Monitoring system 'puts public at risk'

6:04 am on 30 August 2015

A group representing victims of crime is calling for an overhaul of how electronic monitoring bracelets are used.

An electronic monitoring device.

An electronic monitoring device. Photo: 123RF

A convicted sex offender, Zane McVeigh, led the Wellington police on a brief chase yesterday after removing his electronic bracelet.

It was believed there were still 19 people evading the authorities after removing their devices.

Sensible Sentencing Trust founder Garth McVicar said the monitoring system had systemic problems, and was putting the public at risk.

Garth McVicar.

Garth McVicar. Photo: SUPPLIED

"We advocated that it would only be for low-level, non-violent offenders. But now you're seeing top end, violent offenders being put out there.

"It was always going to happen when they started expanding the use of it," he said.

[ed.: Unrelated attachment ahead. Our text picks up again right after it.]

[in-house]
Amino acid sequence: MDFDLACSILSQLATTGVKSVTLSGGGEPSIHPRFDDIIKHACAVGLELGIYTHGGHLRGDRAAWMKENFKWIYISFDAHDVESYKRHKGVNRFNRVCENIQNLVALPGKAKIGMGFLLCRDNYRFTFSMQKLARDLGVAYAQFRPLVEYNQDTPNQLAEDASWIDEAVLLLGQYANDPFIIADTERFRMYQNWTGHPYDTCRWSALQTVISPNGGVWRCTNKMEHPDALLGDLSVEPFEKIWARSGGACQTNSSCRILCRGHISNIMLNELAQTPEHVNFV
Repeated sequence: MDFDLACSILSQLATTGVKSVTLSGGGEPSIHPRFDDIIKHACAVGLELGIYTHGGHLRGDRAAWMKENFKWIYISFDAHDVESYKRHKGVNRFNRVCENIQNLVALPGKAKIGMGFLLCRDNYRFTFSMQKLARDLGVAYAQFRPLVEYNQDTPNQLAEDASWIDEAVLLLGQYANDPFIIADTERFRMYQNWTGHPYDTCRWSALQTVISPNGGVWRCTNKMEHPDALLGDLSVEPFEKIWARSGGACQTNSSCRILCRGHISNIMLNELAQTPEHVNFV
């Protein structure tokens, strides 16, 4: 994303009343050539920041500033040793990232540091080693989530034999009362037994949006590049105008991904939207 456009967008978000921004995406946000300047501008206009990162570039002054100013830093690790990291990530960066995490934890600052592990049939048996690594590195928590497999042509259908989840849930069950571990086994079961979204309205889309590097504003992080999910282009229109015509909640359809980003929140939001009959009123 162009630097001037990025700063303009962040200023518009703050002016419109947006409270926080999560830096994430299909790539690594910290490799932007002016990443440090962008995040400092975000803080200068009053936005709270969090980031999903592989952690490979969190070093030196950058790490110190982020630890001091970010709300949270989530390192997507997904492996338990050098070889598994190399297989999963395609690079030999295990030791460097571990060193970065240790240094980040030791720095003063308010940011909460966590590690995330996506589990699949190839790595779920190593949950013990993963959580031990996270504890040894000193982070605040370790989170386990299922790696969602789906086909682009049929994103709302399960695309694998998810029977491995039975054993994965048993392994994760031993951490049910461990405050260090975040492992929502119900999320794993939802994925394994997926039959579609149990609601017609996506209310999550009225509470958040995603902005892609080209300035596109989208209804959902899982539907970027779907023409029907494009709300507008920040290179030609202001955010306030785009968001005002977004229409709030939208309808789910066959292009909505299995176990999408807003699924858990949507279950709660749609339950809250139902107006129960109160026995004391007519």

"Ultimately, really we don't have an option but to use prison more for those violent offenders, and those that are just going to give their middle fingers to the system."

However a group advocating for prison reform, the Howard League, believed the problem did not lie in who was given the bracelets - but in who kept tabs on them.

"The problem lies rather with the monitoring of the bracelets themselves - a failure to properly monitor, or a failure to respond promptly... if there is interference to the bracelet," said Nigel Hampton QC, a patron of the Howard League in Canterbury.

"[The Government] might want to be shaking up some of the contractors that are looking after things ... and enhancing the procedures between those contractors and the police."

Mr Hampton said very few people breached their conditions for electronic monitoring, so he warned against any broad-brush changes to the system.

Greg Newbold, a professor in sociology at the University of Canterbury, said there was nothing wrong with the electronic monitoring bracelets, and no need for a review because so few people broke the rules.

"Those people who violate the conditions should have the bracelets removed and be returned to prison," he said.

"But that's no reason to stop everybody else from using the monitoring devices."

Corrections Minister Sam Lotu-Iiga refused to comment.

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